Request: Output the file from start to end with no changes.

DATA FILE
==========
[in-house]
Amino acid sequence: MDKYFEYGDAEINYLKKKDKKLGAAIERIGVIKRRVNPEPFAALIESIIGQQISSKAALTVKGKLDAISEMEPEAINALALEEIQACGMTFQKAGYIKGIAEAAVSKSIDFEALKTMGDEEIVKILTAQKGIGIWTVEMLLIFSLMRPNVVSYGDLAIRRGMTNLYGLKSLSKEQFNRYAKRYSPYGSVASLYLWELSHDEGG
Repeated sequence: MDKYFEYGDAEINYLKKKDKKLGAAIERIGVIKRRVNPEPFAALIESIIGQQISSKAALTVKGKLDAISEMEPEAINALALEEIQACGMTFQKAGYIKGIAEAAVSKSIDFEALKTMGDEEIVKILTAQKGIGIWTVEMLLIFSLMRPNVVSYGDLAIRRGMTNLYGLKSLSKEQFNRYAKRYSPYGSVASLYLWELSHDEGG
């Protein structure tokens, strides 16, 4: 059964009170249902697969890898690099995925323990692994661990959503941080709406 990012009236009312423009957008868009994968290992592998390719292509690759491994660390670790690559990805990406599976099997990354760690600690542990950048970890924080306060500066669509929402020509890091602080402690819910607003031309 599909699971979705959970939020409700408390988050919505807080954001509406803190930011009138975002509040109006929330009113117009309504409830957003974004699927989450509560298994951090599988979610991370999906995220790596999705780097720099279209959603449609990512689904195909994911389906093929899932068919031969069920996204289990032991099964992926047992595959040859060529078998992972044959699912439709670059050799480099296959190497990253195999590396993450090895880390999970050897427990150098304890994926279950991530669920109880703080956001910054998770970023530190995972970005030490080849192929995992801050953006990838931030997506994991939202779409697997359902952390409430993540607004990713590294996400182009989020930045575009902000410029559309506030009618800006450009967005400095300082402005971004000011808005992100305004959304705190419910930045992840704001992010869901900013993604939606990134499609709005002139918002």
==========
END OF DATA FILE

[in-house]
Amino acid sequence: MDKYFEYGDAEINYLKKKDKKLGAAIERIGVIKRRVNPEPFAALIESIIGQQISSKAALTVKGKLDAISEMEPEAINALALEEIQACGMTFQKAGYIKGIAEAAVSKSIDFEALKTMGDEEIVKILTAQKGIGIWTVEMLLIFSLMRPNVVSYGDLAIRRGMTNLYGLKSLSKEQFNRYAKRYSPYGSVASLYLWELSHDEGG
Repeated sequence: MDKYFEYGDAEINYLKKKDKKLGAAIERIGVIKRRVNPEPFAALIESIIGQQISSKAALTVKGKLDAISEMEPEAINALALEEIQACGMTFQKAGYIKGIAEAAVSKSIDFEALKTMGDEEIVKILTAQKGIGIWTVEMLLIFSLMRPNVVSYGDLAIRRGMTNLYGLKSLSKEQFNRYAKRYSPYGSVASLYLWELSHDEGG
């Protein structure tokens, strides 16, 4: 059964009170249902697969890898690099995925323990692994661990959503941080709406 990012009236009312423009957008868009994968290992592998390719292509690759491994660390670790690559990805990406599976099997990354760690600690542990950048970890924080306060500066669509929402020509890091602080402690819910607003031309 599909699971979705959970939020409700408390988050919505807080954001509406803190930011009138975002509040109006929330009113117009309504409830957003974004699927989450509560298994951090599988979610991370999906995220790596999705780097720099279209959603449609990512689904195909994911389906093929899932068919031969069920996204289990032991099964992926047992595959040859060529078998992972044959699912439709670059050799480099296959190497990253195999590396993450090895880390999970050897427990150098304890994926279950991530669920109880703080956001910054998770970023530190995972970005030490080849192929995992801050953006990838931030997506994991939202779409697997359902952390409430993540607004990713590294996400182009989020930045575009902000410029559309506030009618800006450009967005400095300082402005971004000011808005992100305004959304705190419910930045992840704001992010869901900013993604939606990134499609709005002139918002």